The four iPhones are all packing 12 MP, along with a depth-sensing module Apple calls TrueDepth 3D.
The Galaxy S21 Ultra, meanwhile, blows the others out of the water with a 40-MP selfie cam, which will show off every pore and pimple on your face.
The days of the single rear camera are long gone – you’re looking at at least two, no matter which of these phones you choose.
The base combo on each is a wide and ultra-wide lens, usually with 12 MP each and varying apertures (the f-numbers). The iPhone 12 Pro and Pro Max, and the Galaxy S21 and S21+, also add a telephoto lens to the mix, with 12 MP on the iPhones and a huge 64 MP on the Galaxies. Not content with just the one, the Galaxy S21 Ultra packs a pair of 10-MP telephoto cameras.
Despite the differing camera hardware, all these phones are capable of more or less the same photo modes – they might just be hiding under different names.
All seven phones can shoot photos in high dynamic range (HDR), which lets them capture both bright and dark areas at once without losing detail.
They all have bokeh effects, where the background can be artfully blurred to make the subject pop. Portrait mode is usually where this can be found.
Panoramas are a mainstay of course, aided by the ultra-wide cameras on each phone. Users can take several photos in a row and stitch them together to create one big landscape.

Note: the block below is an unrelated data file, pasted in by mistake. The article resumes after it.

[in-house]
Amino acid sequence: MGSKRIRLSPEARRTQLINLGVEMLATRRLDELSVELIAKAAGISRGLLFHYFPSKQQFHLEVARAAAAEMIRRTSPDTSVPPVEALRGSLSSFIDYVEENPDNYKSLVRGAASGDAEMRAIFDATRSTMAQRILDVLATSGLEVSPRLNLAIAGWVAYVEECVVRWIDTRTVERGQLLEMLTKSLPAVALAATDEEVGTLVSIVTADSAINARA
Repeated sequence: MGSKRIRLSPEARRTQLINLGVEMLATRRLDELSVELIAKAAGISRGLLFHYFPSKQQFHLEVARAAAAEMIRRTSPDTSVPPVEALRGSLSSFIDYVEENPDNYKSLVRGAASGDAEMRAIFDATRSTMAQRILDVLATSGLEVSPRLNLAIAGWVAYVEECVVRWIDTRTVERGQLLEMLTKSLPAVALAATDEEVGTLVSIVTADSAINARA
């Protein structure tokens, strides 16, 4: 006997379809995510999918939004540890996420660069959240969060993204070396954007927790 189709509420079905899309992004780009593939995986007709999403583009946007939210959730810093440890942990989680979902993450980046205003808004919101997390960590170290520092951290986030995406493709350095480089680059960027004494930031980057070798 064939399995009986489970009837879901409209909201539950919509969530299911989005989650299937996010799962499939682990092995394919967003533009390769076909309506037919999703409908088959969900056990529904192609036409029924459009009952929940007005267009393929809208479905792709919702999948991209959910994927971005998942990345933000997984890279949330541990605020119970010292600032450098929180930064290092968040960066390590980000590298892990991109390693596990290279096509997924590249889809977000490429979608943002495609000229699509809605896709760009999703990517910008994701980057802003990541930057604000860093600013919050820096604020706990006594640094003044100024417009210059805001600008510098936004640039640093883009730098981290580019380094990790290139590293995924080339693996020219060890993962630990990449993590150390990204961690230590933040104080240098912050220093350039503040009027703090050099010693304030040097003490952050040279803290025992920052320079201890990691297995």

Night mode takes longer-exposure shots to help light up dark scenes, with impressive results.
All seven phones have augmented reality capabilities too, where virtual images and characters are overlaid on the real world. AR tech can be used for things like catching Pokémon in the park, putting bunny ears on your selfies, or sizing up how Ikea furniture would fit in your living room.
All of these phones can zoom in and out to different degrees, with telephoto lenses helping for the former and ultra-wide lenses the latter. The most impressive is the Galaxy S21 Ultra, which can zoom up to 10x optical (using the physical lens) and an astonishing 100x digitally.
The other galaxy S21 models are next in line, with a decent 3x hybrid optical zoom and impressive 30x digital. The most powerful iPhone can manage 2.5x optical and 12x digital zoom, followed closely by the iPhone 12 Pro at 2x optical and 10x digital. And finally, the iPhone 12 and 12 mini can use their ultra-wide lenses to zoom out 2x optically, and 5x in digitally.